The dominance of a small number of large companies in the global food chain is increasing, helped by the increasing use of “big data” and artificial intelligence, new research finds.
According to the ETC Group, an eco-justice organization, only two companies control 40% of the global commercial seed market, compared to 10 companies that share the same share of the market 25 years ago.
Agricultural commodities trade is similarly concentrated, with 10 commodities traders in 2020 dominating a market worth half a trillion dollars.
Food prices have risen sharply in recent months, following the disruptions caused by the war in Ukraine and the ongoing effects of the Covid pandemic, which have skyrocketed the profits of major commodity traders and grain producers.
Chinese companies are also emerging, according to the ETC Group’s latest 141-page report published Thursday. China’s state-owned company Cofco is now the second largest agricultural commodities trader, behind Cargill in the US, with 2020 sales of just over $100 billion (£89 billion), compared to $134 billion for Cargill.
The next largest trader, Archer-Daniels-Midland, had sales of $64 billion in 2020, according to the latest data on which the report is based.
Syngenta, the seed, pesticide and biotech company, is now largely owned by the Chinese government through Sinochem and ChemChina. The group controlled about a quarter of the global agrochemicals market in 2020, with sales of $15 billion, far more than its closest rivals Bayer and BASF.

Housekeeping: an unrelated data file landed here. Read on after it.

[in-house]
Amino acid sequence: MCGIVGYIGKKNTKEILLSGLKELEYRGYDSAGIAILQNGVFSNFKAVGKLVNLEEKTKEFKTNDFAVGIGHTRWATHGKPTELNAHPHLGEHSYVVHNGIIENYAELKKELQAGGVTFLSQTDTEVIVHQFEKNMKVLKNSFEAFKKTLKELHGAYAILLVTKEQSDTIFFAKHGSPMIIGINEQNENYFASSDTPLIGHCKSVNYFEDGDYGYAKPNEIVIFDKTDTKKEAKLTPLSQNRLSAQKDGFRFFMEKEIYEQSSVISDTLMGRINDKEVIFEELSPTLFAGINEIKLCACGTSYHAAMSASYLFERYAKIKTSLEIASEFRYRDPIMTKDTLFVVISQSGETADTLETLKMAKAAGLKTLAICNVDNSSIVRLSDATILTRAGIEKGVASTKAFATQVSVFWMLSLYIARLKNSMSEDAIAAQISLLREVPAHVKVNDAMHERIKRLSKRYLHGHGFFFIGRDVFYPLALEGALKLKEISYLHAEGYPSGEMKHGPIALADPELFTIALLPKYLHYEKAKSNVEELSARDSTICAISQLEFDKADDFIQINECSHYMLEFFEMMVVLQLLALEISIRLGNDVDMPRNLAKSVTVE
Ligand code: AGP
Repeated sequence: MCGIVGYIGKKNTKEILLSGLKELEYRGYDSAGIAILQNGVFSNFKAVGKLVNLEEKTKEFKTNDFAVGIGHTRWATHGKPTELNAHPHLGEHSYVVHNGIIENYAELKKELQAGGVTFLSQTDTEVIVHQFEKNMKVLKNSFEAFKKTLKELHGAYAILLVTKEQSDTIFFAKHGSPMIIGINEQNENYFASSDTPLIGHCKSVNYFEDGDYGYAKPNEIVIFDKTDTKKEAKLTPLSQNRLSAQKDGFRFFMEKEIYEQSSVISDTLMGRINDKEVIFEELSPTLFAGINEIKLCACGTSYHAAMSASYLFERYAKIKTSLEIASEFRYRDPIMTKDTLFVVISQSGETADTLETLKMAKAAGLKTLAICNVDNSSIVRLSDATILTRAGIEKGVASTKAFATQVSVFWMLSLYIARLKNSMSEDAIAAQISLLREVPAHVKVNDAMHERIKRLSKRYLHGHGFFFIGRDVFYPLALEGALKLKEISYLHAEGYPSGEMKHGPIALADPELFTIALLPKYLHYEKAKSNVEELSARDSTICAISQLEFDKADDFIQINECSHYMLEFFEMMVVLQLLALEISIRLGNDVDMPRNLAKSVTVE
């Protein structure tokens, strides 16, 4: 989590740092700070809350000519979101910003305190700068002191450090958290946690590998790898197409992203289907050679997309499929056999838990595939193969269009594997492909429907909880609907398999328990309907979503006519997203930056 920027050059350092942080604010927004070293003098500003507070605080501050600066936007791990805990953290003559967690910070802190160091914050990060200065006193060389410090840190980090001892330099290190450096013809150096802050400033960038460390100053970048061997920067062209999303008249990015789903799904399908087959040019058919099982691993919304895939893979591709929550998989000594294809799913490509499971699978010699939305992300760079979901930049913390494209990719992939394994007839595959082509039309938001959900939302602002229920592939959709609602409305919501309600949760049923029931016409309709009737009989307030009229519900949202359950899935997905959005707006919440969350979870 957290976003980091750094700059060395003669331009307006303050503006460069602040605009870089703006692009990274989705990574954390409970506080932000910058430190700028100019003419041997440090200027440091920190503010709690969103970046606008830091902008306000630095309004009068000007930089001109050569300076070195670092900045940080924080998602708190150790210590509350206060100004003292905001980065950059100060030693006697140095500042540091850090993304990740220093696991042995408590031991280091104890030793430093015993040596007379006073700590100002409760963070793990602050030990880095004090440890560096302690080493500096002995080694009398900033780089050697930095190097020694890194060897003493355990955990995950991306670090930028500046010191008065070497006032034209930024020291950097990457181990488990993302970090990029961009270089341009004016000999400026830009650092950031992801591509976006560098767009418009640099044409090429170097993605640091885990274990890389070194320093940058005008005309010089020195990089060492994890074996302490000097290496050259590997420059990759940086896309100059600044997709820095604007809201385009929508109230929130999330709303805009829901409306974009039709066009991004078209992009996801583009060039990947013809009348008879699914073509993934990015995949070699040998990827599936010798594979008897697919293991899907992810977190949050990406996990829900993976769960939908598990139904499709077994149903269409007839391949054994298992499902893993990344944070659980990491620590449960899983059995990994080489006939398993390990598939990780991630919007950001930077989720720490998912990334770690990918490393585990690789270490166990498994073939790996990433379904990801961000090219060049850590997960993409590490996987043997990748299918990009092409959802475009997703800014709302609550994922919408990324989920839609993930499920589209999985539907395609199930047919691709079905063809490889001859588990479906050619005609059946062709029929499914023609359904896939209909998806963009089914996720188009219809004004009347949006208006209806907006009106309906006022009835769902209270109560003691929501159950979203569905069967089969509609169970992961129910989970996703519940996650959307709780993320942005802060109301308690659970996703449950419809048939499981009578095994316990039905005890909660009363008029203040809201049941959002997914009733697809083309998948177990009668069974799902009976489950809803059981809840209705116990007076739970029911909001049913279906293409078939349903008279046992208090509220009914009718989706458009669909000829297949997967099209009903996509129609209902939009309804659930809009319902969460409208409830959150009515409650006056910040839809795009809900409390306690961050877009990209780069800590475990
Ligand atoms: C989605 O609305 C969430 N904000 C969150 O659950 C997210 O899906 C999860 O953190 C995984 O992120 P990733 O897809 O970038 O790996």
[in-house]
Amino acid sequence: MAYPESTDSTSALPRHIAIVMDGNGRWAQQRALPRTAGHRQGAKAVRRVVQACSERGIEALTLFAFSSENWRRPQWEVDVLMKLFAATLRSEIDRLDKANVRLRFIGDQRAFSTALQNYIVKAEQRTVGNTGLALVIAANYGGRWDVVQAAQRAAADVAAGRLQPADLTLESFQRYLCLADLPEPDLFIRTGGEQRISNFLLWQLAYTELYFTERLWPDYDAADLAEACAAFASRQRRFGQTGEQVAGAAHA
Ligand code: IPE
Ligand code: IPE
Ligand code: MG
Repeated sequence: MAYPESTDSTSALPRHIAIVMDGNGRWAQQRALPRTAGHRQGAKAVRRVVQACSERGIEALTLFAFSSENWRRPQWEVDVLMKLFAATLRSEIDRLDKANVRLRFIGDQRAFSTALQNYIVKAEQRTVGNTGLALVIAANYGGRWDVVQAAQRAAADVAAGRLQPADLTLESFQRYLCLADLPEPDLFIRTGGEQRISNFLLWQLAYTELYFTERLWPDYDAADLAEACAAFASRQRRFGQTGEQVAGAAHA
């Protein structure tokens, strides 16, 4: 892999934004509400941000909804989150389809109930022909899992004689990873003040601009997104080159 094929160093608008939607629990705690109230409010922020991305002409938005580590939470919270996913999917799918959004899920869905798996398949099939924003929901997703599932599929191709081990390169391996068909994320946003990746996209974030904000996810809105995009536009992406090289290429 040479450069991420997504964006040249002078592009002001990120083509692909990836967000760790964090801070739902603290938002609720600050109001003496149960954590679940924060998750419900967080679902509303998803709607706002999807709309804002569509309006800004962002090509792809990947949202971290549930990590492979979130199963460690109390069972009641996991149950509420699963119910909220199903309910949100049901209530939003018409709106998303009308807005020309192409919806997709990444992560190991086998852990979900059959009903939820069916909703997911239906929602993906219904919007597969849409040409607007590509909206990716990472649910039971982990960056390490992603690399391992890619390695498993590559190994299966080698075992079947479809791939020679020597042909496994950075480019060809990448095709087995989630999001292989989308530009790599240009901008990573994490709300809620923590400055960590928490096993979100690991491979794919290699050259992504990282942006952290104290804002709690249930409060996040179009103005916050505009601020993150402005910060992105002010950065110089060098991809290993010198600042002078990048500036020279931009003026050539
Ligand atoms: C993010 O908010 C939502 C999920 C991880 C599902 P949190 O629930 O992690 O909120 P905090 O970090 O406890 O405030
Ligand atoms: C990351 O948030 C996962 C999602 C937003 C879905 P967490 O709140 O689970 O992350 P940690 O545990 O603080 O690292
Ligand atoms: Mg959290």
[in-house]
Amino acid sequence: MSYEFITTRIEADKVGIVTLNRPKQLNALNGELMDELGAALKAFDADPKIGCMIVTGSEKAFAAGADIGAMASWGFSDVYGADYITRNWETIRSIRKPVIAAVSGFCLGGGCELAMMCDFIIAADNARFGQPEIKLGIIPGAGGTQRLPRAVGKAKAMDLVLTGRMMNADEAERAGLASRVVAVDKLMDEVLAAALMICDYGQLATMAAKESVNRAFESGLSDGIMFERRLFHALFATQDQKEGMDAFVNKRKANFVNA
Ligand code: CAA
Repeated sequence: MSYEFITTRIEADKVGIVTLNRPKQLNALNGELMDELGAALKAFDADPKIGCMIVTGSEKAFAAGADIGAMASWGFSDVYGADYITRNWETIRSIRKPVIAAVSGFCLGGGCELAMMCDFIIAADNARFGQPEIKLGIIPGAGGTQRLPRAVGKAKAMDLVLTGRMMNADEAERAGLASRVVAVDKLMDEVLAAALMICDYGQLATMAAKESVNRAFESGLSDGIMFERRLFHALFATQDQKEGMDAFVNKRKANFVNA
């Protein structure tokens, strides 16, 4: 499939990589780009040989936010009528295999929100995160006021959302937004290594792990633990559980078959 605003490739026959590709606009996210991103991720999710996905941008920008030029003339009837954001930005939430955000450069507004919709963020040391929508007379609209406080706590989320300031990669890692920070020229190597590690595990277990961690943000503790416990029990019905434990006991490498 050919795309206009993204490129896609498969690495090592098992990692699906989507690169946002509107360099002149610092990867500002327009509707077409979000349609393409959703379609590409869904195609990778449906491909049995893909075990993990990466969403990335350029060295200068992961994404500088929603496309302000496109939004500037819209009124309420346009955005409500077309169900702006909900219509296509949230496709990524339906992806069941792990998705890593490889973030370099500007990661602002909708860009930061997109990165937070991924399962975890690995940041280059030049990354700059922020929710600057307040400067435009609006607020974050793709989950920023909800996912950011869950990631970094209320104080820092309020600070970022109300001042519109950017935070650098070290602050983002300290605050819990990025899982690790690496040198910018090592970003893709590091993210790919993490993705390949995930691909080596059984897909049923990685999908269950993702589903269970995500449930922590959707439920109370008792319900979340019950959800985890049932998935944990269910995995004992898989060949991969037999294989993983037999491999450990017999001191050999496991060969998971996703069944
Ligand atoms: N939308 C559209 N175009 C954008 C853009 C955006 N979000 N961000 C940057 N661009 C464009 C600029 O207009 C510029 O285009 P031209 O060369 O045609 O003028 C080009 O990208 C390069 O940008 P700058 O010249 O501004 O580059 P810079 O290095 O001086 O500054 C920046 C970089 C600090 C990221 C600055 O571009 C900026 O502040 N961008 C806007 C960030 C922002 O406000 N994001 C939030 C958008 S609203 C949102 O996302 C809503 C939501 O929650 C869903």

Two of the other top 10 agrochemical companies are also Chinese, as is the seventh largest fertilizer company, Sinofert.
ETC also pointed to growing interest from the Middle East. The report reads: “By 2020, the sale of 45% of one of the world’s largest commodities companies, Louis Dreyfus, to a state holding company in the oil-rich United Arab Emirates indicates that money-rich countries are positioning themselves towards the climate. -proof food security through offshore food production with little attention to sustainability or the notion of regional food self-reliance.”
Jim Thomas, of ETC Group, said the increasing market dominance of a small number of companies was worrisome, particularly at a time of high and rising food prices, a deepening climate crisis and biodiversity crisis. “Power over the global food system is concentrated in a very small number of hands, and that’s something we should be concerned about,” he said.
He added that increasing digitization also worked to further consolidate that power, allowing businesses to avoid transparency, automate transactions and influence consumer demand. He also warned that farm workers were at risk of being thrown off the land as robotic technology began to be used in an increasing number of countries.
“We have discovered a massive digital restructuring of the commercial food system, including AI, robots, drones, blockchains,” he said. “It includes manipulating customers, taking away decision-making from farmers, replacing and algorithmically controlling workers in the food chain, and the climate costs of data use.”
Food companies argue that their use of such technology provides much greater efficiency, reducing the use of valuable resources such as water, fertilizer and pesticides, and streamlining their operations to reduce costs for consumers.